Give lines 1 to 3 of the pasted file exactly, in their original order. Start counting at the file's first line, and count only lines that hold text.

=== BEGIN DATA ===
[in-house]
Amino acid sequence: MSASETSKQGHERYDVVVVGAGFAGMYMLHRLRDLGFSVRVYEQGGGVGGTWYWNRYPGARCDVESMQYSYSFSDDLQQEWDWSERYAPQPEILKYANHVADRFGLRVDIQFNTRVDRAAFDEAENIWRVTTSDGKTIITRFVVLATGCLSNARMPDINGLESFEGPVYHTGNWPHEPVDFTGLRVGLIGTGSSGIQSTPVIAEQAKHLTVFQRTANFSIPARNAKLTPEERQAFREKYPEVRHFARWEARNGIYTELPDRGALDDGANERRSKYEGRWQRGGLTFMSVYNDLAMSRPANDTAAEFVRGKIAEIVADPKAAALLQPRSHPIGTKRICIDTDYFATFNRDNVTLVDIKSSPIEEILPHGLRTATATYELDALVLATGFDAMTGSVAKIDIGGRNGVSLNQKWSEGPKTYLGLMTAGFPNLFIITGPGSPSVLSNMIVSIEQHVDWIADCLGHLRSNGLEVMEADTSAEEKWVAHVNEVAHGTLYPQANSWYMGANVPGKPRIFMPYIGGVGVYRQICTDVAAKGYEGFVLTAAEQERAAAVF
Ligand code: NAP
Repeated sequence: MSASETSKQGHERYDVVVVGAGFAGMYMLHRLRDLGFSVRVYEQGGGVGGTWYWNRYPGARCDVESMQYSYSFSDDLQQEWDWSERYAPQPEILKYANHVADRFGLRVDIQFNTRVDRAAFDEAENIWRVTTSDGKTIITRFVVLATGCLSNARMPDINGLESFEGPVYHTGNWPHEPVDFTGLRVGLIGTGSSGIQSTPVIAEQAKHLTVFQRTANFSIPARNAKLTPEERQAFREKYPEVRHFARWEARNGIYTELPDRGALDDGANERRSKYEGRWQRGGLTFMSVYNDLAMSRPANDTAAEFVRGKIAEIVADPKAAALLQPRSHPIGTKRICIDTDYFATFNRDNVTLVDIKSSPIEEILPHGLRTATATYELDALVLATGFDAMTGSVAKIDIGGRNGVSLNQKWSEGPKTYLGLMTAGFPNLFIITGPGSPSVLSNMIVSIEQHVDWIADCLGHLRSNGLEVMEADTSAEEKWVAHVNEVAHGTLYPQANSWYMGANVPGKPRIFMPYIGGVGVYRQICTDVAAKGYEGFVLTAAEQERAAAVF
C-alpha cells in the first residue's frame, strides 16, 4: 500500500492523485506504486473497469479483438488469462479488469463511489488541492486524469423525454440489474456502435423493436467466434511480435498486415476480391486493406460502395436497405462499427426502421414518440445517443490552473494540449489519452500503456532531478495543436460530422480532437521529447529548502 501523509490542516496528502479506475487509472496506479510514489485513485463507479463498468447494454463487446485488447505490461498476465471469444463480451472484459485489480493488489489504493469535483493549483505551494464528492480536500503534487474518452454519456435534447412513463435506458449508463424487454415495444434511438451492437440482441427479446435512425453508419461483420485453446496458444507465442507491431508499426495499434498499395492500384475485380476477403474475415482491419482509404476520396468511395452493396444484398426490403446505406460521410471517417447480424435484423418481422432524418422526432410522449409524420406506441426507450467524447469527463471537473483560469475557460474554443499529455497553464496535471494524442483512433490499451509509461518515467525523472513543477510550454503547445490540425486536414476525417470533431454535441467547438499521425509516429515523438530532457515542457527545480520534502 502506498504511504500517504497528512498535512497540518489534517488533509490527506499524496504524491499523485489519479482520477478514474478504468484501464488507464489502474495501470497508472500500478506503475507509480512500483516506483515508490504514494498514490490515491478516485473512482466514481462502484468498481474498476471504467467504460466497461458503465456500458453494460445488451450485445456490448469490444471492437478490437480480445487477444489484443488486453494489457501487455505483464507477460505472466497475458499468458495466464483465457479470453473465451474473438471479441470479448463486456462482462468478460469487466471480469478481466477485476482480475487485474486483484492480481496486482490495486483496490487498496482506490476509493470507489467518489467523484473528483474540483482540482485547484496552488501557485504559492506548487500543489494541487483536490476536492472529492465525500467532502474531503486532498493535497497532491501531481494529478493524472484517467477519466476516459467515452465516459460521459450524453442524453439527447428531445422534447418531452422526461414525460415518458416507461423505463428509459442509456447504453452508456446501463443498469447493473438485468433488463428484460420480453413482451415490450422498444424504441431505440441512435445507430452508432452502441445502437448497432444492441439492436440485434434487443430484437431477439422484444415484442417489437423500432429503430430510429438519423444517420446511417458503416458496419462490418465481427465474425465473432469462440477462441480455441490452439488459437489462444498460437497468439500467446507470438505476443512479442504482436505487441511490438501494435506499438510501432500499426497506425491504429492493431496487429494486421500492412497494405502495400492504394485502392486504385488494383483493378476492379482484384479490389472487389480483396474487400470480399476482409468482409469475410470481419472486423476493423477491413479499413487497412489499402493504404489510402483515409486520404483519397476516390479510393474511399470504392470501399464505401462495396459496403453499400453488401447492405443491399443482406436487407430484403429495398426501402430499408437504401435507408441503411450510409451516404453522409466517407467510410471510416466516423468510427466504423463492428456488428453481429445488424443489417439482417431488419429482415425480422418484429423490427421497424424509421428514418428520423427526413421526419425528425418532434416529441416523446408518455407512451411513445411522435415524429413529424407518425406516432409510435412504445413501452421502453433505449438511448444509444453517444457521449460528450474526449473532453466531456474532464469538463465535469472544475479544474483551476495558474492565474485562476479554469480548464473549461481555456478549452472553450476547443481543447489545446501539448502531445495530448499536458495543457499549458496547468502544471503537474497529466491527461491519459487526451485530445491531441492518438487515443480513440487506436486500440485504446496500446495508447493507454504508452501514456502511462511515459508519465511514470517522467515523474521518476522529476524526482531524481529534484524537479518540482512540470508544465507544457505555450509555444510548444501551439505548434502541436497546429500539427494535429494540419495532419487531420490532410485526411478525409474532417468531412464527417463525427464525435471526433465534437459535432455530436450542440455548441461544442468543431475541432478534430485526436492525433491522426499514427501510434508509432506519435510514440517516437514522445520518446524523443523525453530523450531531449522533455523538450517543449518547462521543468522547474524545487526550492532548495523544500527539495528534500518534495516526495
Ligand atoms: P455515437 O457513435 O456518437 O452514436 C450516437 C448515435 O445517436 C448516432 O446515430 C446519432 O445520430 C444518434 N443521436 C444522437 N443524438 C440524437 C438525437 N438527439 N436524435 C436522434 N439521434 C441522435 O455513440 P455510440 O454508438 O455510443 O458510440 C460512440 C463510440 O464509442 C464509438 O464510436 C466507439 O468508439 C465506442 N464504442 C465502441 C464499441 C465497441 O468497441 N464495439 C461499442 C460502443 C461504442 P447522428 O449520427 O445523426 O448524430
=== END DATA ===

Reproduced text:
[in-house]
Amino acid sequence: MSASETSKQGHERYDVVVVGAGFAGMYMLHRLRDLGFSVRVYEQGGGVGGTWYWNRYPGARCDVESMQYSYSFSDDLQQEWDWSERYAPQPEILKYANHVADRFGLRVDIQFNTRVDRAAFDEAENIWRVTTSDGKTIITRFVVLATGCLSNARMPDINGLESFEGPVYHTGNWPHEPVDFTGLRVGLIGTGSSGIQSTPVIAEQAKHLTVFQRTANFSIPARNAKLTPEERQAFREKYPEVRHFARWEARNGIYTELPDRGALDDGANERRSKYEGRWQRGGLTFMSVYNDLAMSRPANDTAAEFVRGKIAEIVADPKAAALLQPRSHPIGTKRICIDTDYFATFNRDNVTLVDIKSSPIEEILPHGLRTATATYELDALVLATGFDAMTGSVAKIDIGGRNGVSLNQKWSEGPKTYLGLMTAGFPNLFIITGPGSPSVLSNMIVSIEQHVDWIADCLGHLRSNGLEVMEADTSAEEKWVAHVNEVAHGTLYPQANSWYMGANVPGKPRIFMPYIGGVGVYRQICTDVAAKGYEGFVLTAAEQERAAAVF
Ligand code: NAP